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Government Should Avoid Cuts in Direct Taxes In Budget 2023: Veteran Economist Lord Meghnad Desai

Government Should Avoid Cuts in Direct Taxes In Budget 2023: Veteran Economist Lord Meghnad Desai

In an exclusive conversation with Outlook Business, veteran economist Lord Meghnad Desai shares his global outlook for 2023 and his expectations from the Union Budget 2023-24

Veteran Economist Lord Meghnad Desai
Veteran Economist Lord Meghnad Desai .

India Inc. has been waiting eagerly for the announcement of the Union Budget 2023-24. While every year the Budget gets massive eyeballs, this time, it is extraordinarily important due to a grim global outlook. With mass layoffs, inflation and supply chain issues affecting the world economy, Indian market comes under special focus as many experts also call it India’s year.

One such economist is the veteran Lord Meghnad Desai, Chairman, Meghnad Desai Academy of Economics & Data Science (MDAE), and professor emeritus, London School of Economics. Known for his expert take opinions on the state of economy, Lord Desai, in an exclusive conversation with Outlook Business says that stagflation is here to stay. Sharing his perspective on the global outlook 2023, Lord Meghnad Desai reflects on what the government can and should do to help the economy through the Budget 2023. Edited excerpts

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The overall global outlook for 2023 seems grim, especially with mass layoffs happening. On the other hand, many say that it is India's year. Will we be able to navigate this crisis?

I believe that globally, the stagflation is here to stay. In India, however, there is a tendency to exaggerate the positive. Now, all that is well for the government but as economists, we have to look at the world and not think that India will always be an exception.

In your Union Budget 2023-24 thoughts, you said that India needs to control its Budget deficit. How do you think the government can do that?

Yes, I can only say that keeping the Budget deficit low is required for India as outside investors will be reassured that India can show fiscal discipline. Now, how the government does it, is difficult for me to judge. At this point, given that there are nine state elections as well, the government would be tempted to throw revadis (freebies) at voters. But that would also be shortsighted. Let’s also remember that foreigners have other markets they can invest in.

You suggested an independent body for scrutinising the Budget independently, just like the Office of Budget Responsibility in the UK. But aren't both countries and their functioning starkly different to have that? How do you see this working out?

All countries obviously differ from each other. But the UK adopted this device without anyone asking for the same – a device to not only increase people’s trust in the government but also like any other healthy habit, it would be a good one for India. Of course, in India, there are few who will agree to say some unpleasant truths to the government but it is for the GOI to envisage such independence. But yes, I doubt the GOI will take my advice. It may pay the price of an outflow of funds if the world loses confidence in GOI.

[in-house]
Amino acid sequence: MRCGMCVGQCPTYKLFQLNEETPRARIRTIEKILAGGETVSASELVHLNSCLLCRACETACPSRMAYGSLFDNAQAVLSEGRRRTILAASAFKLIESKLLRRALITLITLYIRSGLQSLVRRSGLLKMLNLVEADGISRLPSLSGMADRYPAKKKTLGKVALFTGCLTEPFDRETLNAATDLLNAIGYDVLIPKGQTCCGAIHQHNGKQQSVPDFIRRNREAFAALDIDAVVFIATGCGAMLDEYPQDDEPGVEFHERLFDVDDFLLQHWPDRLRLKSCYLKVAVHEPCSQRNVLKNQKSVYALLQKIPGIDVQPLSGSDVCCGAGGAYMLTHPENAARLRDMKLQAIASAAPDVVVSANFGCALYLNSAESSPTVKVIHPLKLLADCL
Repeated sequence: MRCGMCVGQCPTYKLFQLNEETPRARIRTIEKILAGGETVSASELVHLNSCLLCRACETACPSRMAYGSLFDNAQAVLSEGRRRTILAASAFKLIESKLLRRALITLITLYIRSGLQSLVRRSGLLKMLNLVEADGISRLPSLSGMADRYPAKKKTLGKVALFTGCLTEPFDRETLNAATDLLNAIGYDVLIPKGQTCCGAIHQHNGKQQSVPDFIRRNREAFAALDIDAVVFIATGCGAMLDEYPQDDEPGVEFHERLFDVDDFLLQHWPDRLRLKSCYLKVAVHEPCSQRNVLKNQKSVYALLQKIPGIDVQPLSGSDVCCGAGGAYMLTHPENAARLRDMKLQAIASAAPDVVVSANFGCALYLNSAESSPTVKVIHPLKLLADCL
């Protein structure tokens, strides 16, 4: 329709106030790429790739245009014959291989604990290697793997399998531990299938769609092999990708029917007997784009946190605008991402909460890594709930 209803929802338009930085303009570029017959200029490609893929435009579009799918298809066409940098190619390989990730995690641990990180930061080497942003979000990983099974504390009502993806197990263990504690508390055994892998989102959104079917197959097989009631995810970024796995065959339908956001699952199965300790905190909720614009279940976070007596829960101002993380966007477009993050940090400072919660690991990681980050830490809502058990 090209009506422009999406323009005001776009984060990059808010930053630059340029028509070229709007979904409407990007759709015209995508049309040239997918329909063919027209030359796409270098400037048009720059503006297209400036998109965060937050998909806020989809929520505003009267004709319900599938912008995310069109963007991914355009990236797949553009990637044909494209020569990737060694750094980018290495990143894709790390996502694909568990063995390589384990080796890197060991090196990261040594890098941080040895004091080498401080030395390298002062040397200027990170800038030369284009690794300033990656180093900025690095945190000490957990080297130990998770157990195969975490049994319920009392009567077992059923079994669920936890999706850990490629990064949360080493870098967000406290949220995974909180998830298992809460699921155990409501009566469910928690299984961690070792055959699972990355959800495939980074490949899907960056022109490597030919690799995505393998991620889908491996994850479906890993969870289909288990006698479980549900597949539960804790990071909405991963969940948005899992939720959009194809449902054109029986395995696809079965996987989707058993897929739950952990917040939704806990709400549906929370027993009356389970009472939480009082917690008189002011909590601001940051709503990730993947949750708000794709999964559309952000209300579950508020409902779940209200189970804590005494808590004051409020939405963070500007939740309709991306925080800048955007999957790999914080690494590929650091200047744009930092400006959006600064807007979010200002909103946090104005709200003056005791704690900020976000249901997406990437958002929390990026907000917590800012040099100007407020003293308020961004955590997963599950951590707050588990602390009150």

In many of your interviews, you have said that India is obsessed with manufacturing and that it needs to stop. But the current government is focussed on Atma Nirbhar Bharat. How do you see this panning out?

In India’s context, the subsidies that are paid out to attract manufacturing and sustain it, are costly. This means that as an economist, we need to know which other needs are being starved. Now, division of labour says don’t do everything yourself and buy things which are cheaper from abroad than make them at home. India wasted forty five years after Independence to be like the Soviet Union, which is a bad example to emulate and this time it will be copying China or Korea or Taiwan. 

There is a lot of FDI coming to India so there is clearly the world out there seeing some potential in the country. What can India do to maintain this, rather than improve it?

See, investors come to India because even if only 20 per cent of Indians are well to do, it still means that there is a market of 200 plus million. More so, services are well developed in India and hence, e-commerce investors are willing to bet on India – the products can come from outside and get delivered across the country.

In Budget 2023, which sector do you think, the government should focus on the most and why?

In this Budget or Budget 2023-24, the government should avoid cuts in direct taxes. They should remove the perverse incentives caused by low tax on capital gains as compared to earned income. Indians prefer to pay indirect taxes but often take drastic steps to avoid direct taxes. The Goods and Services Tax (GST) has been a great innovation; it would be better if VAT on luxuries was increased. So, tax people when they are having fun.

India has become a success story of e-commerce, digitisation and fintech. Aren't these enough to insulate the country from the global downturn and continue its journey on the path of growth?

India has done very well in those – service areas. But inflation can hit supply of goods whether they are imported or are home made. So, India should relax its exchange rate constraint. It will cause inflation yes, but, will mainly fall on expensive goods. This will enhance the GST collection as well. 

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